I had worked at GPHC for over 10 days seeing this patient’s husband looking very sad in the ward; his wife was diagnosed with obstructive jaundice. A CT scan was done and there was a tumour at the head of the pancreas. She was waiting for surgery for almost 10 days. During these days she felt more pain and the jaundice became more severe due to bad medical conditions in Guyana. I arranged a team to come to GPHC because it is the best hospital in Guyana, however if my team is on call the same day as we are operating, emergency cases take precedence over the patients for elective surgery and these are delayed and pushed back to another date.
I researched this case and found that it was very complicated due to the location of the tumour and that it had invaded the common bile duct and mesenteric vein, her jaundice was worsening and protein levels were low. Her pain was so severe we could not sufficiently treat it with only medication. Due to the lack of resources, such as MRI, contrast CT, albumin and plasma we were unable to assess the patient pre-operatively and post-operatively unable to give sufficient nutrients to aid in the duration of treatment. I did not want to operate due to the high risk however because of the patient’s pain and her family’s hopefulness in the doctors we proceeded.
The night before the operation my team and I planned and read articles in preparation for surgery. We discussed all the possible outcomes that could happen during the operation. I even got advice from my teacher back in China.
On July 19, 2018 we began the operation, we found that the situation was much worse than anticipated. The tumour was bigger and invaded the common bile duct, the mesenteric vein, multiple lymph nodes were present and organs were edematous; the liver had changed colour due to over storage of bile. The decision was made to put in T-tube drainage and block the abdominal nerve with 95% pure alcohol which has never been done in this hospital. It is dangerous to block this nerve because of its location. It is located next to the inferior vena cava and close to the aorta which is the biggest vein and artery respectively. Also, if the alcohol went into the patient’s blood stream she could have died immediately. Before injecting the alcohol anaesthesia special attention was paid to the patient’s vital signs. We located the correct point for injection of the alcohol and proceeded. At first there was a complication with the injection, the nerve was then compressed and position readjusted. I advised anaesthesia once more and at last the operation was finished.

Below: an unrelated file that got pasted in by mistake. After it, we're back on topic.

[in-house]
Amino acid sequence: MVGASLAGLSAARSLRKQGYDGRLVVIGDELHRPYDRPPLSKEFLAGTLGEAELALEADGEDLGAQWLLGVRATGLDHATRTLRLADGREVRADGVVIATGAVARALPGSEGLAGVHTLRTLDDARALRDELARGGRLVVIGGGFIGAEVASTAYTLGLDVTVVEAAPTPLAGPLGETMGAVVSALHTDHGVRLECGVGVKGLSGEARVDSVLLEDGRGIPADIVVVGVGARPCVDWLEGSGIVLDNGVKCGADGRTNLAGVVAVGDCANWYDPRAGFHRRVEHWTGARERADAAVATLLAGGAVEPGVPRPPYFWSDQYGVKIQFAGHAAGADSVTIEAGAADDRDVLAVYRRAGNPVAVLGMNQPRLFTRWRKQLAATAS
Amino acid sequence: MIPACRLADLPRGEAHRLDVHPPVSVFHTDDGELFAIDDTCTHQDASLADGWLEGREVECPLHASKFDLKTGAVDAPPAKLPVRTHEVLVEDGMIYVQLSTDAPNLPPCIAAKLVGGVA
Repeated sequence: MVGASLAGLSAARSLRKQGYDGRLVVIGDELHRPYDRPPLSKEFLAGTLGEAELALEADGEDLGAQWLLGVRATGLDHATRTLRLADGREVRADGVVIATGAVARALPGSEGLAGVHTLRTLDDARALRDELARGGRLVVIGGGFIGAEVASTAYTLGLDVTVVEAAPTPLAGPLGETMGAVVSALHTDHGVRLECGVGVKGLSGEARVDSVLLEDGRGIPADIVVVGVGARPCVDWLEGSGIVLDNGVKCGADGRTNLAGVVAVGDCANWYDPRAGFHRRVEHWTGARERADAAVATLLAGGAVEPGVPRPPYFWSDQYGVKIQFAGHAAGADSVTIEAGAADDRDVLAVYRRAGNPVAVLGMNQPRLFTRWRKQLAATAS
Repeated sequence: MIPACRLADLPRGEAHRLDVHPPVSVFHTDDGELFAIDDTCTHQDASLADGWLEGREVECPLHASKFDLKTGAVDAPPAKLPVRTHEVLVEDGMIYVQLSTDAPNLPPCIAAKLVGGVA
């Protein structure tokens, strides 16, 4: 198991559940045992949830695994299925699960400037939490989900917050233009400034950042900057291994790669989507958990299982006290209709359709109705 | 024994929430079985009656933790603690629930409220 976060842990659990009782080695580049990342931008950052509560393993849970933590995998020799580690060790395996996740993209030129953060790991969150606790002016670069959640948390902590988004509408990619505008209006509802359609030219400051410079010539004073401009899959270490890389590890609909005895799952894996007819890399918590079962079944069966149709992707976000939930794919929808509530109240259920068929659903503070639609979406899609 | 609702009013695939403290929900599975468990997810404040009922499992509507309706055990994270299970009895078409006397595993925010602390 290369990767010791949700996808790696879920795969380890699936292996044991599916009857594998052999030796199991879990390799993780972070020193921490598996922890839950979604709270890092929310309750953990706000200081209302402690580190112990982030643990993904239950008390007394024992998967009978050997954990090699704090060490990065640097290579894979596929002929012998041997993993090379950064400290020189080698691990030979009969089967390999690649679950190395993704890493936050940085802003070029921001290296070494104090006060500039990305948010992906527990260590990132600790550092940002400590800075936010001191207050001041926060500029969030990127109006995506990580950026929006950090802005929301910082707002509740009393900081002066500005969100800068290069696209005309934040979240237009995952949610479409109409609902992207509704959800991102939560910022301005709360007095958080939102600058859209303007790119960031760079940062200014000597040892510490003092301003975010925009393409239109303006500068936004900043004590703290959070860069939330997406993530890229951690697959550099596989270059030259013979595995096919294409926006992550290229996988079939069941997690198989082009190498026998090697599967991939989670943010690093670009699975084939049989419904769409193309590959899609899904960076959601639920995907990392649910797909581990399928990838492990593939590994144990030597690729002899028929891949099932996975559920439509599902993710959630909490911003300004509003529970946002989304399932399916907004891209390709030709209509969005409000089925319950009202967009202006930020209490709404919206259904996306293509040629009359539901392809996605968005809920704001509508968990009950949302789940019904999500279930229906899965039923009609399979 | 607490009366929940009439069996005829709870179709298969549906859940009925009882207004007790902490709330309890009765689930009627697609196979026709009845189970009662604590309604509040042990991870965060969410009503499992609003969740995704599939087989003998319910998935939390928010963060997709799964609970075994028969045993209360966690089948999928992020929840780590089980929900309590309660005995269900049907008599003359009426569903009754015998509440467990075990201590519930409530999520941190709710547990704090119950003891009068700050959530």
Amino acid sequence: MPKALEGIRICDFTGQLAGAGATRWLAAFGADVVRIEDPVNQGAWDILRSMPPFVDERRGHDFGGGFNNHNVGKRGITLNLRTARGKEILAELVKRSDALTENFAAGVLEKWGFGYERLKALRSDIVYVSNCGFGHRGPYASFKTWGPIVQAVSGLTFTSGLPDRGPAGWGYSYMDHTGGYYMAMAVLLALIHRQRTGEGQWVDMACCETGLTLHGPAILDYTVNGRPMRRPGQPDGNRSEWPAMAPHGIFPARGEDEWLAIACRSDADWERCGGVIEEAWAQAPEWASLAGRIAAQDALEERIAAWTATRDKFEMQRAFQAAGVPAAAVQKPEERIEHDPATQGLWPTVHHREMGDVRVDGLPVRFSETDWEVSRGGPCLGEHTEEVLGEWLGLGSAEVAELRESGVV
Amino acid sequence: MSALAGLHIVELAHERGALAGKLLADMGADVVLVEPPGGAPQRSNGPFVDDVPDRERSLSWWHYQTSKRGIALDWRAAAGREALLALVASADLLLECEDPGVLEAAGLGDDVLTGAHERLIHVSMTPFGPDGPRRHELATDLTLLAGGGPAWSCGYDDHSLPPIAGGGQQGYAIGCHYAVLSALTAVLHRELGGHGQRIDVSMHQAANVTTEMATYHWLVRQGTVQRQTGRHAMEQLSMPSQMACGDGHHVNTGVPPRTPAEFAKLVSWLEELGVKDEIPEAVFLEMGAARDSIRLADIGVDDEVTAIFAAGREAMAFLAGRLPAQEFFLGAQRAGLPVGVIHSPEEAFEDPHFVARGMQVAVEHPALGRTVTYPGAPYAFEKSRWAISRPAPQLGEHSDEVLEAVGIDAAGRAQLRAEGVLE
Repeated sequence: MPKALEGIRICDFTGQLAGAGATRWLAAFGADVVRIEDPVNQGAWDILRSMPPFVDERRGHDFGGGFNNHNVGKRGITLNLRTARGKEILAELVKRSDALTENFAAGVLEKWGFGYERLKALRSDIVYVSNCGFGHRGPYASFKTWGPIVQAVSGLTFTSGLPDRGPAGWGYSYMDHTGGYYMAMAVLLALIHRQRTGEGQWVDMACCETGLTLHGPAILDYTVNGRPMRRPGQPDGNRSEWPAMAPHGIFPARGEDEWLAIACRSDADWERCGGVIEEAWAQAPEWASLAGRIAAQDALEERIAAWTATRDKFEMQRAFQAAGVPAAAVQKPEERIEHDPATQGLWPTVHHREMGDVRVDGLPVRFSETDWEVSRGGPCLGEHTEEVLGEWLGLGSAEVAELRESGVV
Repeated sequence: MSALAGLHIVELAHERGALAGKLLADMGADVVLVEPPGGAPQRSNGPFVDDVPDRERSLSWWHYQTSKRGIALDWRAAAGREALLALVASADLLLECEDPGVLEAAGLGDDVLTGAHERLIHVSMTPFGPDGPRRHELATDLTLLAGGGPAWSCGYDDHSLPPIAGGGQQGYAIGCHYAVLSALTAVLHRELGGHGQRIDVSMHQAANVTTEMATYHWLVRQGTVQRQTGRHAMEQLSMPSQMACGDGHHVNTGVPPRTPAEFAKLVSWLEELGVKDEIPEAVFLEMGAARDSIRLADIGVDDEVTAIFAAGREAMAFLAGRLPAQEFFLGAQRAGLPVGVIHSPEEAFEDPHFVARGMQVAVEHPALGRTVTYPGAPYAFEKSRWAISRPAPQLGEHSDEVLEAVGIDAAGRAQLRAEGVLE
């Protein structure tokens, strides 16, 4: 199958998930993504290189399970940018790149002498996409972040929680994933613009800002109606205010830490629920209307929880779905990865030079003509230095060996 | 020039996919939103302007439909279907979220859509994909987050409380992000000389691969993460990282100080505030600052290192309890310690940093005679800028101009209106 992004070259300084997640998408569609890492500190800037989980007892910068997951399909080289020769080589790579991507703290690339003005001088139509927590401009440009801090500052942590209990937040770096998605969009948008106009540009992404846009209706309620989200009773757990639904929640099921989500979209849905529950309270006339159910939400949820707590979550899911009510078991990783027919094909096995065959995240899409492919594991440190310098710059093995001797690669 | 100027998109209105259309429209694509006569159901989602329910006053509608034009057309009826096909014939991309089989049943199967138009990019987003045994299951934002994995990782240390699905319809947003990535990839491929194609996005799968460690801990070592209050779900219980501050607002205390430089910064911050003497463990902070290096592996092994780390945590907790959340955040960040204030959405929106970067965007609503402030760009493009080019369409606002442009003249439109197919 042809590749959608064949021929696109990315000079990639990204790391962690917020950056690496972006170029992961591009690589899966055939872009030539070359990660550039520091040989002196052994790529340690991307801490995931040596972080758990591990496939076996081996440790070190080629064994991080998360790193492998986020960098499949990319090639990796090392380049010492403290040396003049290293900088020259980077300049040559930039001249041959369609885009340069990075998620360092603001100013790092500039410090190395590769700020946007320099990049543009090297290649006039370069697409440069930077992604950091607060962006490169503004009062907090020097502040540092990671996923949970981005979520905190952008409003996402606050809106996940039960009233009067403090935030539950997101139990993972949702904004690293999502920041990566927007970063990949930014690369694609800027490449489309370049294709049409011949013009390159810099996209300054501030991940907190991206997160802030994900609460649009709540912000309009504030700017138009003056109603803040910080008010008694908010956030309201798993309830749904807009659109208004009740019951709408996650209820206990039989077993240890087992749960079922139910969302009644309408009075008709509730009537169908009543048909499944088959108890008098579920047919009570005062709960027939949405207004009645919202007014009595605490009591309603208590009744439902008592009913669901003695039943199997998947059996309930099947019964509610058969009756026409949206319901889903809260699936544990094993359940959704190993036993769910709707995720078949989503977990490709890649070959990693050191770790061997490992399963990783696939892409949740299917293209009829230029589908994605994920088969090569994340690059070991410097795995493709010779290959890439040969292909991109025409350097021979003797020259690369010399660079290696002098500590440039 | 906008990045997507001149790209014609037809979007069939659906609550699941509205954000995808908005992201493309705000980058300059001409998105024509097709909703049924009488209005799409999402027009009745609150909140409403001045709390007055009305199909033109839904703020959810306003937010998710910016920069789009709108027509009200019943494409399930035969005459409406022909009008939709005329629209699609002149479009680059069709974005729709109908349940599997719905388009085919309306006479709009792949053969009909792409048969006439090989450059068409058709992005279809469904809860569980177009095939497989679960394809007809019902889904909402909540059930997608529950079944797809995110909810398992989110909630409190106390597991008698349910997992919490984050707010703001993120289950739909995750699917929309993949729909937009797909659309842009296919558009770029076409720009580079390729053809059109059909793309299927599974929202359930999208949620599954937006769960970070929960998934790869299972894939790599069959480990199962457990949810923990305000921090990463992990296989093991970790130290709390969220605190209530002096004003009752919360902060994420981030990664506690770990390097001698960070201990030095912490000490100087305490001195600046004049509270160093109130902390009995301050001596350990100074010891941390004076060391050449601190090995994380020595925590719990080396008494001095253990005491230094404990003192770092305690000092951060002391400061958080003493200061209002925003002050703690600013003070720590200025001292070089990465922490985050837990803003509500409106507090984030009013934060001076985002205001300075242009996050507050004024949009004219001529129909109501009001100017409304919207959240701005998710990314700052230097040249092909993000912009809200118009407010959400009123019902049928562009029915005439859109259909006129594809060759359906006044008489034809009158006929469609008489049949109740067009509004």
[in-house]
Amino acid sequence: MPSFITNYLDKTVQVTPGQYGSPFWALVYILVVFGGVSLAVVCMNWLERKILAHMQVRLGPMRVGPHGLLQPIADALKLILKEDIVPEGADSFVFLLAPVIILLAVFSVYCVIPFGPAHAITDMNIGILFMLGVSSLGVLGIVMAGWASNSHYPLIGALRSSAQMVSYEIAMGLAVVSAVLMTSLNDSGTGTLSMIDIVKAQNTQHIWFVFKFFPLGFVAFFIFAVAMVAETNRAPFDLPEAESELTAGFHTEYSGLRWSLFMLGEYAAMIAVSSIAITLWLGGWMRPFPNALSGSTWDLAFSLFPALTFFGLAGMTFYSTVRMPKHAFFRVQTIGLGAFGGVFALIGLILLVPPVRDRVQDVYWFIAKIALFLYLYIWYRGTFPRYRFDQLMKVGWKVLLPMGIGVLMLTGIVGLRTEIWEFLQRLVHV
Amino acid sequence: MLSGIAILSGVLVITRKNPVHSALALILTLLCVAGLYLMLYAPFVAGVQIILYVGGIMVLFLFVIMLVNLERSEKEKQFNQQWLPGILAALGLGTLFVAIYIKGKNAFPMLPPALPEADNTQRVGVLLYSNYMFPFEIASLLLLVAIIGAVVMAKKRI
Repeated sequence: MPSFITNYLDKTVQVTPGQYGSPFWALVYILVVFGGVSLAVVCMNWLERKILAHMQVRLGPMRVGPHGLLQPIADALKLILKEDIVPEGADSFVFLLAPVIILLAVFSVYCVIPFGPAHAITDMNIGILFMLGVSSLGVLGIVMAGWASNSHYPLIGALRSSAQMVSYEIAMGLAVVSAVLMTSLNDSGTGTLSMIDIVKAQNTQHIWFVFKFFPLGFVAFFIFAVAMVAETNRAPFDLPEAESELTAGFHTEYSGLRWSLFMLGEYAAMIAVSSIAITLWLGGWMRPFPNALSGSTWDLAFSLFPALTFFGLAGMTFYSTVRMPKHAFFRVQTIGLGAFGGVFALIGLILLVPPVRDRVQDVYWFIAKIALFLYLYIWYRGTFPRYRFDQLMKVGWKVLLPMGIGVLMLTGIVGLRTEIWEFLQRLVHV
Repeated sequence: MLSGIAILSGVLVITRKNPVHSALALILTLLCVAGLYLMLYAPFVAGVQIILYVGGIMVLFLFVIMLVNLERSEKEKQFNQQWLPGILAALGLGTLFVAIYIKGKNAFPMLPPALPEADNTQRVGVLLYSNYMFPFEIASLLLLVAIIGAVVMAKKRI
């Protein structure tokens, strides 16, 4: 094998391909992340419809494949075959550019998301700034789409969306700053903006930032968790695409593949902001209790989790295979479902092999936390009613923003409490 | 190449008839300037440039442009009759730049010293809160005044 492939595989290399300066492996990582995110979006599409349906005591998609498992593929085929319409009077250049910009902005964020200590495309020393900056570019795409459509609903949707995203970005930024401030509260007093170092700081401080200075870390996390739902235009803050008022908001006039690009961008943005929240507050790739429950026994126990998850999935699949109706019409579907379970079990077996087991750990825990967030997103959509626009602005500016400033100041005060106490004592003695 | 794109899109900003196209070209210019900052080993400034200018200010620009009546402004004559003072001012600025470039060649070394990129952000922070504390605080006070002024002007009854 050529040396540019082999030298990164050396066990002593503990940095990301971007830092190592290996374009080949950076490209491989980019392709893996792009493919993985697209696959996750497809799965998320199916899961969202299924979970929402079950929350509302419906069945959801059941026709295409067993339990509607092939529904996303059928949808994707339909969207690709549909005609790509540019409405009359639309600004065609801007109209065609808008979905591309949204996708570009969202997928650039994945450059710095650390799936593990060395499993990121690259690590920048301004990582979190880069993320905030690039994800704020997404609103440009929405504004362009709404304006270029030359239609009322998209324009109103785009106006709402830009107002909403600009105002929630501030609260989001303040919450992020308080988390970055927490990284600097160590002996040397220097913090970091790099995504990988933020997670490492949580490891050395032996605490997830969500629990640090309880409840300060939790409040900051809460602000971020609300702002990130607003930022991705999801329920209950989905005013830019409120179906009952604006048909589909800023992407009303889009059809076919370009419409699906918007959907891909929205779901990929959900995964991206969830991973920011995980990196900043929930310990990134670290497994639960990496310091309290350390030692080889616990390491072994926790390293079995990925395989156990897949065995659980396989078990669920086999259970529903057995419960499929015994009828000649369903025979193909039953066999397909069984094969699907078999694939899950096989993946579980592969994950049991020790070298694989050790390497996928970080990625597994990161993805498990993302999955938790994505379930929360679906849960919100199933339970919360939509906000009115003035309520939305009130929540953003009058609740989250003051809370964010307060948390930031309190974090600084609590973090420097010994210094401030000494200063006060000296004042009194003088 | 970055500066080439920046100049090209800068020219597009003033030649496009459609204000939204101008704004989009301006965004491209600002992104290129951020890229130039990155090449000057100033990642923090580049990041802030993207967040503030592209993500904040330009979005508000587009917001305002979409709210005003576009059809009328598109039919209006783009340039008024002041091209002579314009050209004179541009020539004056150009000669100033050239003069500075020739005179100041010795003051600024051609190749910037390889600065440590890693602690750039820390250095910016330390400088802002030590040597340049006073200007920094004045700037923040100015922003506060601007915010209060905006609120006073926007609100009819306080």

The next morning even though it was only one day post-op the patient told us she was feeling much better and we knew the surgery was a success and all the doctors said that the outcome was “amazing!”. My colleague, Dr. Motilall, told us that there are many patients like this and this operation would be very useful for these patients. They have never done any operation like this before in Guyana.
Even though I was smiling at the time, I regretted in my heart that we could only relieve her symptoms and not cure her. The only thing we can do is to relieve her pain and help her live the rest of her life with respect. If these patients came to hospital earlier and the medical condition was much better so that we can assess the patient’s situation correctly; we would have a chance to resect the tumour completely and after operation the patients can receive sufficient nutrition to sustain their life. It was perfect and the smiling of the patient and her family will be with me forever. That’s all we want as a doctor.
Chinese Medical Team